FIFA issues ruling after appeal to kick South American nation out of World Cup
Chile's national football team have lost their appeal to replace fellow South American rivals Ecuador at the upcoming FIFA World Cup in Qatar, though the case is now likely to head to the Court of Arbitration for Sport (CAS).
Chile had argued that Ecuador's Byron Castillo is actually Colombian and was therefore ineligible to play in eight of their World Cup qualifying games, yet FIFA deemed in a ruling on Friday that "on the basis of the documents presented, the player was to be considered as holding permanent Ecuadorian nationality in accordance" and therefore threw the complaint out.
Chile claimed to have evidence that proves Castillo is Colombian, but will now have to take their campaign to the CAS in Lausanne, Switzerland which might order an urgent hearing given the World Cup starts in around nine weeks.
Chile started preparing their case after the World Cup draw on April 1 placed Ecuador in Group A with hosts Qatar – against whom they will play the competition's opening game – as well as the Netherlands and Senegal.
If Ecuador are forced to forfeit the eight matches that Castillo starred in, Chile would rise to fourth in the South American qualifying group and pinch the last automatic qualifying spot.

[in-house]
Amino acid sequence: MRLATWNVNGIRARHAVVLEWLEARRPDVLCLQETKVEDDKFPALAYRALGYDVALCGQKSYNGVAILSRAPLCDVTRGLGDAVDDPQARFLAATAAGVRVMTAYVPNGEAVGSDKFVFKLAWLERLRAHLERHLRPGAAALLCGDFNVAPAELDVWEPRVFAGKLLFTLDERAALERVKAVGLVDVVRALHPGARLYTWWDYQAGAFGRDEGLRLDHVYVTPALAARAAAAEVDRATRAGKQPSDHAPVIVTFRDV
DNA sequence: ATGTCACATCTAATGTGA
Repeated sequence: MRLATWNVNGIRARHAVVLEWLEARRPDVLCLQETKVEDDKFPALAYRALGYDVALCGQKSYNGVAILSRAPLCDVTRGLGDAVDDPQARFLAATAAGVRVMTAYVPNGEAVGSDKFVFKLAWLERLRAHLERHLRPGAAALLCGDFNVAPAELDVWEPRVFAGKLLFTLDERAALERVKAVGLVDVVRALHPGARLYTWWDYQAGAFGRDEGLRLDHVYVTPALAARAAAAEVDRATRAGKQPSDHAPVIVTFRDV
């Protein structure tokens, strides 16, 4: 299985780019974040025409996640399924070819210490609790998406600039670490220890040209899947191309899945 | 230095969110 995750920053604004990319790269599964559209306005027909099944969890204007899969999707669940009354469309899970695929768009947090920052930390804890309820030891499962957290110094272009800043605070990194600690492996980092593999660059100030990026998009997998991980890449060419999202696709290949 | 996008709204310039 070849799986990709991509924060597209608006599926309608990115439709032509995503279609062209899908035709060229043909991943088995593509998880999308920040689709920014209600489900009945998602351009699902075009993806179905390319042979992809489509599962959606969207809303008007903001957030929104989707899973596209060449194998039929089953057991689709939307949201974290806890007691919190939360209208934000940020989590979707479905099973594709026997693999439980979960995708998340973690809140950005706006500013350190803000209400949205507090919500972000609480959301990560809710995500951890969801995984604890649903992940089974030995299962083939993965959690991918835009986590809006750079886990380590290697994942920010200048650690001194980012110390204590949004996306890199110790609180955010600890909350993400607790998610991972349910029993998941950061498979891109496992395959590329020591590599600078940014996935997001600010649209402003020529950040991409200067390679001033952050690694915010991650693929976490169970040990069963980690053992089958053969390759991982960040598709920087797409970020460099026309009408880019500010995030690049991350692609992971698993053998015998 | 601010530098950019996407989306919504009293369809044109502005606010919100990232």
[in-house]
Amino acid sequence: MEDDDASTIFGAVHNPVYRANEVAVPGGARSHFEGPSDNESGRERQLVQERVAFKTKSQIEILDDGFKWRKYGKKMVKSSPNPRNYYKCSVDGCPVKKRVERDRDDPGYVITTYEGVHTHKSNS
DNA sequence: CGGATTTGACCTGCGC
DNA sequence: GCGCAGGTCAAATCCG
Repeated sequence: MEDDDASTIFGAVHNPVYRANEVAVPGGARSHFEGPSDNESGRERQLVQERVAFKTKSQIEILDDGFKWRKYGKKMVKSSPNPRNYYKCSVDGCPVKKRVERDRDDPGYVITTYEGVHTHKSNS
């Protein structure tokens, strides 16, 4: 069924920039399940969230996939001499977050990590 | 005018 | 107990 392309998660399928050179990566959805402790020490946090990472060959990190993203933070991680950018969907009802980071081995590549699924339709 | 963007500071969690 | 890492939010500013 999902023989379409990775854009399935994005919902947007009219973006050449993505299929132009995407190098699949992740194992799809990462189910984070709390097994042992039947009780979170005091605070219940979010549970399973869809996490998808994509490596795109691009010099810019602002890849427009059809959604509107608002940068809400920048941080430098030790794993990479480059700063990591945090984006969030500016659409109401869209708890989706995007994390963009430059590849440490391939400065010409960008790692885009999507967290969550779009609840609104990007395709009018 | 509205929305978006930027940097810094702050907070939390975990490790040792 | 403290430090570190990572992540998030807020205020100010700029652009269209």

Should Chile prove successful in their plight, many Ecuador fans will be left out of pocket after thousands of them bought tickets and paid for accommodation to see their country's fourth World Cup appearance.
Chile's appeal was heard remotely on Thursday with three judges present via video link from FIFA's headquarters in Zurich.
The chief judge was former White House Counsel from the Barack Obama administration Neil Eggleston, who continued a trend of FIFA rarely overturning a ruling handed down by its disciplinary committee.
The complaint is Chile's second in back-to-back World Cup qualifying campaigns.
In 2018, on the road to Russia, Bolivia had to forfeit two games after fielding an ineligible player. Along with Peru, Chile claimed that late substitute Nelson Cabrera was Paraguay-born and had also been capped by its national team.
Bolivia lost a CAS appeal, but Chile still didn't qualify for Russia after Peru were awarded three extra points and rose above them in the South American qualifying group.
FIFA created stricter rules for Qatar 2022 in response to the furor, requiring all players in qualifying matches to produce "valid permanent international passports" for match officials to check.
But as things stand, 2015 and 2016 Copa America kings Chile look certain to miss out on featuring at FIFA's showpiece international tournament for the second time running.